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Ref: School system to install 'panic buttons' for emergency response

Phoenix online

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Montco schools 'panic button' demonstrated

NORRISTOWN - Technology may one day save the life of a Montgomery County school student.
Some 75 members of the county's public safety community and school systems Wednesday were on hand at the courthouse to witness a demonstration of the panic-button system that the county intends to install in each of the county's approximate 650 public, private and parochial schools, day-care centers and nurseries.

The panic-button system essentially will tap into the county's 911 system, allowing, without human intervention, for the immediate dispatch of emergency personnel to a school.

Protecting school children is a major concern of police chiefs throughout the county, according to Lower Merion Police Superintendent Joseph J. Daly.

"Right now, no such alert system exists," Daly said. "Right now as I stand here, I have no way of knowing if something is going on at a school. Even just getting an alert telling me that something is going on at a school is 100 percent more information than I possess right now."

"This system will not protect our children absolutely, but this is a quantum leap for us in protecting those children," Daly said.

Daly's comments came at the conclusion of a brief, real-time demonstration of the system that included alerts going out instantly to reporters' cell phones.

The Community Law Enforcement Alerting System (CLASS), which will be engineered and put in place by the Texas-based Micro Technology Services Inc. of Texas, will be tested in 20 schools this spring, including Springfield High School.

That school requested to be one of the test schools following an incident last December when a high school junior brought a gun into the school, firing five shots into a corridor ceiling and wall before taking his own life with a sixth shot.

"This is not a panacea," said Commissioners Chairman Thomas J. Ellis, explaining that officials will never know whether a panic-button system would have prevented the Springfield incident.

"But what is important is that anything we can do as commissioners to improve the safety of our schools, to make sure our students are safe and that our parents feel safe sending them to school, we will do," Ellis said.

The county has budgeted up to $1 million for the project, which is scheduled to be operational when students head back to school in the fall of this year.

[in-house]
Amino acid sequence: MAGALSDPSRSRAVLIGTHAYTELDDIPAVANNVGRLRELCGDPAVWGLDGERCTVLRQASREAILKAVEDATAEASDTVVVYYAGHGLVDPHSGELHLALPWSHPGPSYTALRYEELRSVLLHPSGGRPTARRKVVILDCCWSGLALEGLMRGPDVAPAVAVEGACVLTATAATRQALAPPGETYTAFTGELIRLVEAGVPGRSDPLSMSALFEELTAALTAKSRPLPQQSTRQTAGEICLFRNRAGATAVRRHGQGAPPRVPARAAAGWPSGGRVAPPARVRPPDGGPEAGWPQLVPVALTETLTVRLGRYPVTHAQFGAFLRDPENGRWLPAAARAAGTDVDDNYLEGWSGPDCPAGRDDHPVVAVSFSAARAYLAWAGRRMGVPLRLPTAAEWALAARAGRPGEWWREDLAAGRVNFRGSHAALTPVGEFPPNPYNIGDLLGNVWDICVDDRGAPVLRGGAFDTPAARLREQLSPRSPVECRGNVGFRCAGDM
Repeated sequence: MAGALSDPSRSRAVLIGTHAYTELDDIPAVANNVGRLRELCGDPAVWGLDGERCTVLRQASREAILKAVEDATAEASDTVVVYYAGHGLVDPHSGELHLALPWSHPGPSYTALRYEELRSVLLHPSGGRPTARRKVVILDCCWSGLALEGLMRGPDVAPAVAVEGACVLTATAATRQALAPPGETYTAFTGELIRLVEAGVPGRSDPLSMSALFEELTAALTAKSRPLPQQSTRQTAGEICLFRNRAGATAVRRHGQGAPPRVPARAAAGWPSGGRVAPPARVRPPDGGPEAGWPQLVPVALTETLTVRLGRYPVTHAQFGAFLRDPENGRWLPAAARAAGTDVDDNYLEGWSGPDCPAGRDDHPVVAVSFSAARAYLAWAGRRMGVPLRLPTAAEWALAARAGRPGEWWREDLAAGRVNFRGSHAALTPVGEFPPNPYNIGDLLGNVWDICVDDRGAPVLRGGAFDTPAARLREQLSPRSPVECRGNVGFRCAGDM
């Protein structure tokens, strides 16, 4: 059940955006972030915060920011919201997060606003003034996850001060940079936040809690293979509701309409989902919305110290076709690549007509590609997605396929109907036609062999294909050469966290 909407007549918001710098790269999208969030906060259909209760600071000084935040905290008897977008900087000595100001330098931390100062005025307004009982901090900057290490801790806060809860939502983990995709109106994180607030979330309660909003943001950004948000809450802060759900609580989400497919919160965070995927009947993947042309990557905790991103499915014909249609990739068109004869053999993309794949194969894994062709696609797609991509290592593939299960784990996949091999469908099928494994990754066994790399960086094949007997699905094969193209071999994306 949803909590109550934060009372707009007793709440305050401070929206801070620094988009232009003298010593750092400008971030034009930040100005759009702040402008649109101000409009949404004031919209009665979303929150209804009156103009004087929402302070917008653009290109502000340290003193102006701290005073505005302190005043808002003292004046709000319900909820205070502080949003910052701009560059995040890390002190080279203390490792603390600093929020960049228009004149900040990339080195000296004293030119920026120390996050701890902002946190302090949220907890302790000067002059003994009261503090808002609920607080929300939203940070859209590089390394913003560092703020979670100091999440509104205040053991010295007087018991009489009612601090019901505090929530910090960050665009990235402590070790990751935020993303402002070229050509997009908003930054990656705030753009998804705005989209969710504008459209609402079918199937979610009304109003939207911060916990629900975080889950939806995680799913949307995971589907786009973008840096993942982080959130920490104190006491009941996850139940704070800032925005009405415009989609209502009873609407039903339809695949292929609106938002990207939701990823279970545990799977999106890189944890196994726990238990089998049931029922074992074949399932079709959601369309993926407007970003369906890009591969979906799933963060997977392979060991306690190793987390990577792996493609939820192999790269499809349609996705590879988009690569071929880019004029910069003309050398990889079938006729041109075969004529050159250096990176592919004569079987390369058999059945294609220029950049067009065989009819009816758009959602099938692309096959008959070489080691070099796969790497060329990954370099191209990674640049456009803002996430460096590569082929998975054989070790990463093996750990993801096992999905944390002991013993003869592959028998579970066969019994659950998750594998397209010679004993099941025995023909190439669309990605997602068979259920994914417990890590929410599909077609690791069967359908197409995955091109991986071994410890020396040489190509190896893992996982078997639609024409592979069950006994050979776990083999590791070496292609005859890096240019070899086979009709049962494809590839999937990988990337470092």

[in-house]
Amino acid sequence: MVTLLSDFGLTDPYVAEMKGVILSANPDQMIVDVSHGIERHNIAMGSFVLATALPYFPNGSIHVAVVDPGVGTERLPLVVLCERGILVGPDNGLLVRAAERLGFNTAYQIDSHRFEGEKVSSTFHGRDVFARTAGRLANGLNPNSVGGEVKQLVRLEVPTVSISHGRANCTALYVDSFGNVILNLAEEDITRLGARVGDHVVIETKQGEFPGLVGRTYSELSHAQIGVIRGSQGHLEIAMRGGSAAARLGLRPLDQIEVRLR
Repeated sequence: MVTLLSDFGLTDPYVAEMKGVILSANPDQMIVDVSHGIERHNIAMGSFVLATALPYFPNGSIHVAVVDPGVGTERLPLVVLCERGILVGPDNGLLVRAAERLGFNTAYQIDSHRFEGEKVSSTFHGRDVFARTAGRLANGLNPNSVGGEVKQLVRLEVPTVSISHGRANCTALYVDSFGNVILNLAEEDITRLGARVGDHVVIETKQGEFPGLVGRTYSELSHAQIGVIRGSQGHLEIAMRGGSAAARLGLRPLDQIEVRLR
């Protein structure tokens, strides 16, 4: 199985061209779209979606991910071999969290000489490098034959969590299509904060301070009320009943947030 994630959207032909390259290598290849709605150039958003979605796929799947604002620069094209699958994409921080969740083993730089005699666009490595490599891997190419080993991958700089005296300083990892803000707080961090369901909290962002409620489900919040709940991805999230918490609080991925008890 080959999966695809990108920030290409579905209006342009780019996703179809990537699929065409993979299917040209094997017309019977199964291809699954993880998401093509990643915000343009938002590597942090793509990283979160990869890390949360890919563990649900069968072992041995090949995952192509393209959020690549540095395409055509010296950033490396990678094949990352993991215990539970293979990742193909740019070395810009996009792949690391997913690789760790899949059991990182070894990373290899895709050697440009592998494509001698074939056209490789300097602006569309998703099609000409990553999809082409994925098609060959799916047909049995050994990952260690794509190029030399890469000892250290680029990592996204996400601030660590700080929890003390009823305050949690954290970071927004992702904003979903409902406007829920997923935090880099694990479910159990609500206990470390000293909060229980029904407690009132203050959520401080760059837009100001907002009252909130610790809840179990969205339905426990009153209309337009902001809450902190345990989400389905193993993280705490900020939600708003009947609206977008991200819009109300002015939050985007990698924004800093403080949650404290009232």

An advisory committee of school officials, police and public safety officials will develop protocols determining when the system should be used, who should have access to the wireless panic button, whether that button should use up to four buttons to designate the type of catastrophe, what type of icons should be included in a hard-wire computer in the school and other such information and procedures.

Some 60 percent of the facilities eligible for the program have already responded by filling out a questionnaire that included questions on the number of students, faculty, buildings and classrooms.

Information received from these contacts with the facilities has already generated valuable resources, according to county public safety officials.

For example, the county dispatch center now has some 60-school floor plans on file that can be sent to computers in police cars when they are responding to emergencies.

Also, some schools have their own closed circuit camera systems that can be connected to the county's system and, again, sent out to computers used by responders.

The county's panic-button system will be sufficiently flexible to incorporate all of this information to aid emergency responders when they arrive on the scene.

County public safety Director Tom Sullivan said he hopes to have wireless computers in 425 police cars within the next several months.

Initially skeptical of the system, county Solicitor Michael D. Marino, the county's former district attorney, now is calling CLASS and its inter-connectability with other county systems a "wonderful, wonderful" system.

"Allowing officers to see what is happening through closed-circuit cameras, this is just enormous, folks," said Marino.

İThe Phoenix 2007

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